Another factor well known to be associated with SCB in patients with diabetes is self-efficacy (SE), which is “the belief in one’s capacity to organize and execute the courses of action required to manage a prospective situation” [20]. SE is the main factor that directly affects health behaviors [21]. Patients with high SE have better compliance with SCB [22], both general SE and disease-specific SE can affect SCB [23]. To improve the SCB of patients with diabetes, high SE is necessary.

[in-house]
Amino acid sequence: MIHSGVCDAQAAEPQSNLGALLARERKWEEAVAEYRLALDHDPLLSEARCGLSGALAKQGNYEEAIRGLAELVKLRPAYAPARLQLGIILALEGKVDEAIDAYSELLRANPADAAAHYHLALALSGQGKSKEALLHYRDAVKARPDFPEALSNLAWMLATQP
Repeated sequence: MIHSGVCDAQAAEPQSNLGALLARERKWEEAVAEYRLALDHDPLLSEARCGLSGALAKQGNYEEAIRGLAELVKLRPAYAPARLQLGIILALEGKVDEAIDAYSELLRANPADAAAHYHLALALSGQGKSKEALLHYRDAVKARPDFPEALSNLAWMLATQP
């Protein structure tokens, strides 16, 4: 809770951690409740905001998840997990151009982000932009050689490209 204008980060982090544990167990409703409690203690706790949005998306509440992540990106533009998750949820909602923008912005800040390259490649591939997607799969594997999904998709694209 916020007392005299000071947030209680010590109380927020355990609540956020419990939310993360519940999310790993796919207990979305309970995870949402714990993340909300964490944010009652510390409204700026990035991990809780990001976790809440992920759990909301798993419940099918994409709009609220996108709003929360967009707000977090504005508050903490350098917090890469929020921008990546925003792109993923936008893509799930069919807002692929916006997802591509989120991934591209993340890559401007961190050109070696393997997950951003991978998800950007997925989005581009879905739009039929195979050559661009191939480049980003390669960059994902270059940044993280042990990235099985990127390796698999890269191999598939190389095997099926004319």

Diabetes self-management is a complex lifelong journey whose prerequisites for success are the patient’s active and responsible participation in the process. However, adopting and sustaining self-management practices may not always be easy. Then, motivation is an important factor in self-management, especially intrinsic motivation is more important than extrinsic motivation [24]. Intrinsic motivation refers to “engaging in a behavior or an activity for its own sake and personal rewards”. Extrinsic motivation refers to “performing a behavior or an activity to earn a reward or avoid punishment” [25]. Patient empowerment (PE) is a process designed to facilitate self-directed behavior change [26]. Therefore, PE is also one of another widely researched determinant of healthy behaviors [19]. The WHO defines empowerment as “a process through which people gain greater control over decisions and actions affecting their health” [27], which demonstrates that PE “doesn’t mean ‘giving’ people power. Rather it’s about ‘enabling’ them to recognize and use their power” [27]. Chen et al. [28] have found out that the empowerment approach has positive impact on improving SE and SCB. Patients with different health literacy levels may respond differently to PE. The Health Empowerment Model [29] proposes that PE is deeply interwoven with HL to affect the health outcomes of patients. Findings of the interactions between PE and HL in terms of health outcomes in patients are not consistent [30].